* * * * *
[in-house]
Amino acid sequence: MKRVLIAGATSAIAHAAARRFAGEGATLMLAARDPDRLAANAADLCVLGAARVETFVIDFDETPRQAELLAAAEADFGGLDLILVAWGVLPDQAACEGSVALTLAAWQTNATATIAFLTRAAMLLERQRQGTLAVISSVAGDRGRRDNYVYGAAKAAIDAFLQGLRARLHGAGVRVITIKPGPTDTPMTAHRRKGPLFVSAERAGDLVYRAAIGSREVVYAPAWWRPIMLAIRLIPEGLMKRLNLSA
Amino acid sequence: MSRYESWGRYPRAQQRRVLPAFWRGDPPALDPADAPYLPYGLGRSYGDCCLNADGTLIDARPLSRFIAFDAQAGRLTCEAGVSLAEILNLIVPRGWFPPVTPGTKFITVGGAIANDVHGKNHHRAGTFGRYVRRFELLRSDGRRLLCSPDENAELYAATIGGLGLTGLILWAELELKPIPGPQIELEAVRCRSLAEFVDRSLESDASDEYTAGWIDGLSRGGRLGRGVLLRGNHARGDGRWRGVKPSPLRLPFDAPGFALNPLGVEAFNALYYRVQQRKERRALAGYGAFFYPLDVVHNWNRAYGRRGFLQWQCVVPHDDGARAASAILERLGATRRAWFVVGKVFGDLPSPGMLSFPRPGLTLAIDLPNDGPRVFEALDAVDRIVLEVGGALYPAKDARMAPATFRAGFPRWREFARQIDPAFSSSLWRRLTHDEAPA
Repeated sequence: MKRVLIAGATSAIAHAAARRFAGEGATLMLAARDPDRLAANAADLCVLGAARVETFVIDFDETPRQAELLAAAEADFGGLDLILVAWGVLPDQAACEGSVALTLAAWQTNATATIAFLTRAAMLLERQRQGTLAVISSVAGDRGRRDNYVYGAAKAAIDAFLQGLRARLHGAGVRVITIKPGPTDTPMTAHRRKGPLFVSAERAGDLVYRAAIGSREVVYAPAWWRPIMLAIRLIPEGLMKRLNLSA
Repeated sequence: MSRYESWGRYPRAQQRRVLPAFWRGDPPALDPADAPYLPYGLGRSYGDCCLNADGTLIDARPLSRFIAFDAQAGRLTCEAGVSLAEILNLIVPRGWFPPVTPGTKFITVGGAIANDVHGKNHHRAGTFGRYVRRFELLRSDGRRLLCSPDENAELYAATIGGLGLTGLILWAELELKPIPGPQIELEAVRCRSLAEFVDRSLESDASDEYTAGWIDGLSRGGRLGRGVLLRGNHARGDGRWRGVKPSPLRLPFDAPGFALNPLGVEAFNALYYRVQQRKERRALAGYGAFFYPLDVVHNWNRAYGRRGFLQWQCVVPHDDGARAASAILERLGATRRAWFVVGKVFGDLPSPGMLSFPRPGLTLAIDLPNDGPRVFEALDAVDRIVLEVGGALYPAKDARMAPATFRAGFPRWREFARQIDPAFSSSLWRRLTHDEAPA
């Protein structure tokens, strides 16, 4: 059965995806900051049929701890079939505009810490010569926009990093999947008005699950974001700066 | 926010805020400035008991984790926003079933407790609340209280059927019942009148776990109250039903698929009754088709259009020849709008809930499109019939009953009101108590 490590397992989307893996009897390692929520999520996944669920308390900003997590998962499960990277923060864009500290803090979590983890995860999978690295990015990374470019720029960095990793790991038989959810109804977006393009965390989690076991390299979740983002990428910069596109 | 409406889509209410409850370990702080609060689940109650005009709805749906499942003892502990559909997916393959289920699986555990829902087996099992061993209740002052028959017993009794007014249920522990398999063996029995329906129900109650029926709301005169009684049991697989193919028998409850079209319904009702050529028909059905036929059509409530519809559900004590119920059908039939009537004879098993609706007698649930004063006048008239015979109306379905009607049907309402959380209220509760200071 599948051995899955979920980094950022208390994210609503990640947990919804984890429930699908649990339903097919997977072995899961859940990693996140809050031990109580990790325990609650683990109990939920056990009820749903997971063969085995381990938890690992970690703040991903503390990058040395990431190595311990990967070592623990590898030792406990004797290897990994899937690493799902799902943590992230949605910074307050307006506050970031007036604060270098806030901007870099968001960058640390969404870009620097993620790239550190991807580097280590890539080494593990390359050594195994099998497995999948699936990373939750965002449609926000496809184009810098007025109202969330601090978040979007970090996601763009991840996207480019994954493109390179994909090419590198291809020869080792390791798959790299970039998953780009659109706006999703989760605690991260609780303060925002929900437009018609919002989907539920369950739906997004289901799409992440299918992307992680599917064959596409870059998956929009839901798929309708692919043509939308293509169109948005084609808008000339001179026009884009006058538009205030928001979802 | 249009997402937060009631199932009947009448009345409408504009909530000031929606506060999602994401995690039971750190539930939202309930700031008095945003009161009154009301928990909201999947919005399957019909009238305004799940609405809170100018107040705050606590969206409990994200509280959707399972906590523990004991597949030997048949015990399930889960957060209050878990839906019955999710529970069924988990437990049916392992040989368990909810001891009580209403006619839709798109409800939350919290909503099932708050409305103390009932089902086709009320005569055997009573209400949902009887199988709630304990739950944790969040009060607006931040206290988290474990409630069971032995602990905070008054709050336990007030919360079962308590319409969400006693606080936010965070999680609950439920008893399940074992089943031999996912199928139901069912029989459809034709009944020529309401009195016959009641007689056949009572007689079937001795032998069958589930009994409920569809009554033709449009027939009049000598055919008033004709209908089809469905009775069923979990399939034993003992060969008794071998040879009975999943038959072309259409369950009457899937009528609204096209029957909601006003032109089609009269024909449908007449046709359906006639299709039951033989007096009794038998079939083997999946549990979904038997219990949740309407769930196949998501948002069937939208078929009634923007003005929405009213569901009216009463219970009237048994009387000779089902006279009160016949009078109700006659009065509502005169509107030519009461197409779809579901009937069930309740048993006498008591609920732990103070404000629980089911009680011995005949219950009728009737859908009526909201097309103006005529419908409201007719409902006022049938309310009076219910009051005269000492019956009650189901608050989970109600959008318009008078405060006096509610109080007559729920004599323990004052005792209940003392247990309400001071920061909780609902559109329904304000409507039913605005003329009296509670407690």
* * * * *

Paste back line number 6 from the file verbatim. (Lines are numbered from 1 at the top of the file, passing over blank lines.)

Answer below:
């Protein structure tokens, strides 16, 4: 059965995806900051049929701890079939505009810490010569926009990093999947008005699950974001700066 | 926010805020400035008991984790926003079933407790609340209280059927019942009148776990109250039903698929009754088709259009020849709008809930499109019939009953009101108590 490590397992989307893996009897390692929520999520996944669920308390900003997590998962499960990277923060864009500290803090979590983890995860999978690295990015990374470019720029960095990793790991038989959810109804977006393009965390989690076991390299979740983002990428910069596109 | 409406889509209410409850370990702080609060689940109650005009709805749906499942003892502990559909997916393959289920699986555990829902087996099992061993209740002052028959017993009794007014249920522990398999063996029995329906129900109650029926709301005169009684049991697989193919028998409850079209319904009702050529028909059905036929059509409530519809559900004590119920059908039939009537004879098993609706007698649930004063006048008239015979109306379905009607049907309402959380209220509760200071 599948051995899955979920980094950022208390994210609503990640947990919804984890429930699908649990339903097919997977072995899961859940990693996140809050031990109580990790325990609650683990109990939920056990009820749903997971063969085995381990938890690992970690703040991903503390990058040395990431190595311990990967070592623990590898030792406990004797290897990994899937690493799902799902943590992230949605910074307050307006506050970031007036604060270098806030901007870099968001960058640390969404870009620097993620790239550190991807580097280590890539080494593990390359050594195994099998497995999948699936990373939750965002449609926000496809184009810098007025109202969330601090978040979007970090996601763009991840996207480019994954493109390179994909090419590198291809020869080792390791798959790299970039998953780009659109706006999703989760605690991260609780303060925002929900437009018609919002989907539920369950739906997004289901799409992440299918992307992680599917064959596409870059998956929009839901798929309708692919043509939308293509169109948005084609808008000339001179026009884009006058538009205030928001979802 | 249009997402937060009631199932009947009448009345409408504009909530000031929606506060999602994401995690039971750190539930939202309930700031008095945003009161009154009301928990909201999947919005399957019909009238305004799940609405809170100018107040705050606590969206409990994200509280959707399972906590523990004991597949030997048949015990399930889960957060209050878990839906019955999710529970069924988990437990049916392992040989368990909810001891009580209403006619839709798109409800939350919290909503099932708050409305103390009932089902086709009320005569055997009573209400949902009887199988709630304990739950944790969040009060607006931040206290988290474990409630069971032995602990905070008054709050336990007030919360079962308590319409969400006693606080936010965070999680609950439920008893399940074992089943031999996912199928139901069912029989459809034709009944020529309401009195016959009641007689056949009572007689079937001795032998069958589930009994409920569809009554033709449009027939009049000598055919008033004709209908089809469905009775069923979990399939034993003992060969008794071998040879009975999943038959072309259409369950009457899937009528609204096209029957909601006003032109089609009269024909449908007449046709359906006639299709039951033989007096009794038998079939083997999946549990979904038997219990949740309407769930196949998501948002069937939208078929009634923007003005929405009213569901009216009463219970009237048994009387000779089902006279009160016949009078109700006659009065509502005169509107030519009461197409779809579901009937069930309740048993006498008591609920732990103070404000629980089911009680011995005949219950009728009737859908009526909201097309103006005529419908409201007719409902006022049938309310009076219910009051005269000492019956009650189901608050989970109600959008318009008078405060006096509610109080007559729920004599323990004052005792209940003392247990309400001071920061909780609902559109329904304000409507039913605005003329009296509670407690």